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Interamerican Development Bank president Felipe Herrara, a Chilean economist, told of a tiny Indian village on the high altiplano near Bolivia’s Lake  Titicaca, where he’d gone on a feasibility study for a proposed hydroelectric dam. Upon completing the site visit, his team realized they hadn’t used their entire travel budget. Since the village lacked everything, they assembled the local chiefs and explained that they had some money left. In gratitude for hospitality and assistance, they’d like to give it to the community as a gift.

“What project would you like us to fund here in the name of the Bank?”

The Indian elders excused themselves and went off to discuss this offer. In just five minutes they returned. “We know what we want to do with the money.”

“Excellent. Whatever you want.”

“We need new musical instruments for our band.”

“Maybe,” replied the Bank team spokesman, “you didn’t understand. What you need are improvements like electricity. Running water. Sewers. Telephone and telegraph.”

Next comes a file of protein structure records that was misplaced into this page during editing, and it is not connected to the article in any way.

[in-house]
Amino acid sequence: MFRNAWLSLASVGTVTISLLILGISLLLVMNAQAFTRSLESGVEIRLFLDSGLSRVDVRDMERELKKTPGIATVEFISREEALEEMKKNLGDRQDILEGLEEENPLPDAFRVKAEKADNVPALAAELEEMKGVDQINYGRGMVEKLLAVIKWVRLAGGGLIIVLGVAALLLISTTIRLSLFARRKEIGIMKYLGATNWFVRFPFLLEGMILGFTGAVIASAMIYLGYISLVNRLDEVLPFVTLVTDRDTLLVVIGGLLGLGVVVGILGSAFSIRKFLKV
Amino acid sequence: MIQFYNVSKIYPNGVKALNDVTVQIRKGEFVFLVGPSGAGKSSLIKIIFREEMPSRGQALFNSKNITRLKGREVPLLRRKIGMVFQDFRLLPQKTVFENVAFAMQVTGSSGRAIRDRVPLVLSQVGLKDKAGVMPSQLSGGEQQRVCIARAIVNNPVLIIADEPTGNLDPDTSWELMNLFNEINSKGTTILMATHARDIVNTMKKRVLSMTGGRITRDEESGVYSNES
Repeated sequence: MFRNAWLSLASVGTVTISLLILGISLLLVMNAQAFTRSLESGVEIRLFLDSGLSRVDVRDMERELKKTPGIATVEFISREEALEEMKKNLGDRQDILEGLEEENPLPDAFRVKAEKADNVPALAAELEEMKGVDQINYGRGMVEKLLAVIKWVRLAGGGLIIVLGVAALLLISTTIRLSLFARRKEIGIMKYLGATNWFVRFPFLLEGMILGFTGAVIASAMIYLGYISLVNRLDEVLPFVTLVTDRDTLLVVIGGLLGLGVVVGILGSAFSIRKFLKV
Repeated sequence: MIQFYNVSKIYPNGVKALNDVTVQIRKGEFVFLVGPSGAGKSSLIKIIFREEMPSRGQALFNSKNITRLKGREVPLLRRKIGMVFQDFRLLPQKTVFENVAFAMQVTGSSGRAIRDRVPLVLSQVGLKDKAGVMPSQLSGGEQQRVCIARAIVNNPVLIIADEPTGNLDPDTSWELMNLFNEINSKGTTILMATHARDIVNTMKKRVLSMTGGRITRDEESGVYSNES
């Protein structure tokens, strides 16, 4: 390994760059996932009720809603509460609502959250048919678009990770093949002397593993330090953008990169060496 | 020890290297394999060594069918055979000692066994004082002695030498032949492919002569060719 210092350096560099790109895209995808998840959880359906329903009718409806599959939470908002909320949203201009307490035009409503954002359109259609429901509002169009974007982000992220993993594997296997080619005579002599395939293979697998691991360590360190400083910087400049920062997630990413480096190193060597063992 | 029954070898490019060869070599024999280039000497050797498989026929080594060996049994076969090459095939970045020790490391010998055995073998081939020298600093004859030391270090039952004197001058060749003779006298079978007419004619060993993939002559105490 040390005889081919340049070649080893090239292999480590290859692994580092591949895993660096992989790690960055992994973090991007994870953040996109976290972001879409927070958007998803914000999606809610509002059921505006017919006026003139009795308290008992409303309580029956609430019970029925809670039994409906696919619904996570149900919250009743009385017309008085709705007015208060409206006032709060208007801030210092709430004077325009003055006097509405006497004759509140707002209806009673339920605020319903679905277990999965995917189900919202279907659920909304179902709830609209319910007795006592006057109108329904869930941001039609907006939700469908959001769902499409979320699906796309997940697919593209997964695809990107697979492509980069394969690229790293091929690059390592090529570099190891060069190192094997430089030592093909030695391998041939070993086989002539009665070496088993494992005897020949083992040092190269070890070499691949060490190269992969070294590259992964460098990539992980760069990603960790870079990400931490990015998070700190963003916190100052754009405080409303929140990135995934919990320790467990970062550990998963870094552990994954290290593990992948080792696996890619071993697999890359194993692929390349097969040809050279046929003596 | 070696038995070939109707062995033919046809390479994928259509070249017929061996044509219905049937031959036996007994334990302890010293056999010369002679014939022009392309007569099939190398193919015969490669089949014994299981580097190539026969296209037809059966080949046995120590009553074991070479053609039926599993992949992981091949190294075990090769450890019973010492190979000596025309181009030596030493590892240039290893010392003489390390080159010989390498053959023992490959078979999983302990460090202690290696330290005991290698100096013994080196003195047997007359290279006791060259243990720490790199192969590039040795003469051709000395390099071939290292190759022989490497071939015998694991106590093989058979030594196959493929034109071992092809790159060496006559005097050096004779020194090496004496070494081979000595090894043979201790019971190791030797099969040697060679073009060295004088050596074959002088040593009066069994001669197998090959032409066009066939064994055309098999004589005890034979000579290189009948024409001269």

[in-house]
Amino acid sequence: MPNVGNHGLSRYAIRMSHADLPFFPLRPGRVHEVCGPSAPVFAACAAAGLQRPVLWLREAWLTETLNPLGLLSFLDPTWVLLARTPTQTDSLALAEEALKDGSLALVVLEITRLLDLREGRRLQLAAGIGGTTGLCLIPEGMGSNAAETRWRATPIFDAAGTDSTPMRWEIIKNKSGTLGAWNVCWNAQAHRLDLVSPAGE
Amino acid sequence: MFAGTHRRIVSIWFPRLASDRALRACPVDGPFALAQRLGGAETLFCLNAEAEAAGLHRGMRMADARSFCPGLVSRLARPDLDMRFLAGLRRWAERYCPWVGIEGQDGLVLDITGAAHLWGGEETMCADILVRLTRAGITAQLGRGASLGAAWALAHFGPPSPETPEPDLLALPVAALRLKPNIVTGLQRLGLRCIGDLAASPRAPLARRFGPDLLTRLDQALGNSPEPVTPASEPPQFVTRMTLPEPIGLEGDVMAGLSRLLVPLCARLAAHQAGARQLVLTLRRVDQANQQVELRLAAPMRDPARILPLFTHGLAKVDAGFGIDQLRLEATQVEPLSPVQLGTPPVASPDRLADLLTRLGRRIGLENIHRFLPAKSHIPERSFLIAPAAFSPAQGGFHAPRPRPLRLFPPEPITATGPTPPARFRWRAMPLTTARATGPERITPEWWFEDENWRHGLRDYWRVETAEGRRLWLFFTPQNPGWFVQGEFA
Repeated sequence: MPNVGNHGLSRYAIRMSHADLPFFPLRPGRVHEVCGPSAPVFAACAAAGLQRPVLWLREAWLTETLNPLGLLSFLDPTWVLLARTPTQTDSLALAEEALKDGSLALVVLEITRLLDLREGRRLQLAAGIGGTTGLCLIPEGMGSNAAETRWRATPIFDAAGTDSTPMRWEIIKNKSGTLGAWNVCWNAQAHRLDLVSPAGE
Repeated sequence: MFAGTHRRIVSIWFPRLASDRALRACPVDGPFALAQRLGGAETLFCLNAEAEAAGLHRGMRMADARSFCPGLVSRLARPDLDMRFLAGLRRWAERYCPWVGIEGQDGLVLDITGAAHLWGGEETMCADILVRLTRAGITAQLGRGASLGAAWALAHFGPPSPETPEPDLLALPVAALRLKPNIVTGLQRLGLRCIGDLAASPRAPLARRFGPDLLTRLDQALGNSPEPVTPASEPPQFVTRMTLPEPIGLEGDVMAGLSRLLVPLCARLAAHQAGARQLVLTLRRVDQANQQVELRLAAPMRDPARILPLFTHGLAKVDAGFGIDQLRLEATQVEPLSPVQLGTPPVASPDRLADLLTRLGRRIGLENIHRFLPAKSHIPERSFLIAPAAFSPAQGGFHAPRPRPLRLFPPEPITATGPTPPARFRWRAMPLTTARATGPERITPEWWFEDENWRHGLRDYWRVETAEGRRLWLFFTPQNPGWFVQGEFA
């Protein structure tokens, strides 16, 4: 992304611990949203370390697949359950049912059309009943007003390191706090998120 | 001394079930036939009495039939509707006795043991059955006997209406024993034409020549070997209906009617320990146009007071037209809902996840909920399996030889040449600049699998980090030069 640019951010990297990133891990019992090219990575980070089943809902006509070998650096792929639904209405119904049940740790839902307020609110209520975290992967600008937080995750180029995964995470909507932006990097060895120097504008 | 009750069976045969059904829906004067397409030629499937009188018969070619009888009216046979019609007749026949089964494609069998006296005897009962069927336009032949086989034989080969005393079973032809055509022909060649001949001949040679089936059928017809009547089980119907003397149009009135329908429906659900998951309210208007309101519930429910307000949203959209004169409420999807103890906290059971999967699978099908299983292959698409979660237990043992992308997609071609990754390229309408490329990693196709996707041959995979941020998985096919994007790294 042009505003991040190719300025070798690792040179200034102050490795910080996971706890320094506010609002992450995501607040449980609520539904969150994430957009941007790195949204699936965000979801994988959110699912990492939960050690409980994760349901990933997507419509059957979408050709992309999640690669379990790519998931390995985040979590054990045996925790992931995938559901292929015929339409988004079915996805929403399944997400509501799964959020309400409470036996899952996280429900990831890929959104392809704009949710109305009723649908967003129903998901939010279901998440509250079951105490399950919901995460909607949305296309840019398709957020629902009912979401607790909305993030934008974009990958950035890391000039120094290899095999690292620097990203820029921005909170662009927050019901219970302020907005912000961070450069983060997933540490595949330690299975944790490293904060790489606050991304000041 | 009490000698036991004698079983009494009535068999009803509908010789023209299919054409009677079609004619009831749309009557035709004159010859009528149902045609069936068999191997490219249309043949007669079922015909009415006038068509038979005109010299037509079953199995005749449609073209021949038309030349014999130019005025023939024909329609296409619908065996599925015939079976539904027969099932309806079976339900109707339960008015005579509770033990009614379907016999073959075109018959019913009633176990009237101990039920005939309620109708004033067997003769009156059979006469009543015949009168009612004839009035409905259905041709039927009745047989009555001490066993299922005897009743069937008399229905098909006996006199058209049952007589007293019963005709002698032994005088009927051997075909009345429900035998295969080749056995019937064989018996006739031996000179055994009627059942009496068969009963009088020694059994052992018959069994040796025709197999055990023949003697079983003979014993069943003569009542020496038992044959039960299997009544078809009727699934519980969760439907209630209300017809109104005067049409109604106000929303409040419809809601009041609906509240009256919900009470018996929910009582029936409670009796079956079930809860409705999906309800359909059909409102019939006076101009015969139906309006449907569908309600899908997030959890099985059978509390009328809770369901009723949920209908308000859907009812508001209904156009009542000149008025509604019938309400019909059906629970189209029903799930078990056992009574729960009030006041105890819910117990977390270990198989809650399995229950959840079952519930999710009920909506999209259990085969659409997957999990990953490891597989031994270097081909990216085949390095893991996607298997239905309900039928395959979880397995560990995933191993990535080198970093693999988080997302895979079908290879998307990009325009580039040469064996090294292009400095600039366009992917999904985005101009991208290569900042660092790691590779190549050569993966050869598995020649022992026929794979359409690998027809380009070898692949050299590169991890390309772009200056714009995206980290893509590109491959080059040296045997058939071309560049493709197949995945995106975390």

But the Indians had understood perfectly.

“In our village,” the eldest explained, “Everyone plays a musical instrument. On Sundays after mass, we all gather for la retreta, a concert on the church patio. First we make music together. After that, we can talk about problems in our community and how to resolve them. But our instruments are old and falling apart. Without music, so will we.”

–From Gaviotas: A Village to Reinvent the World


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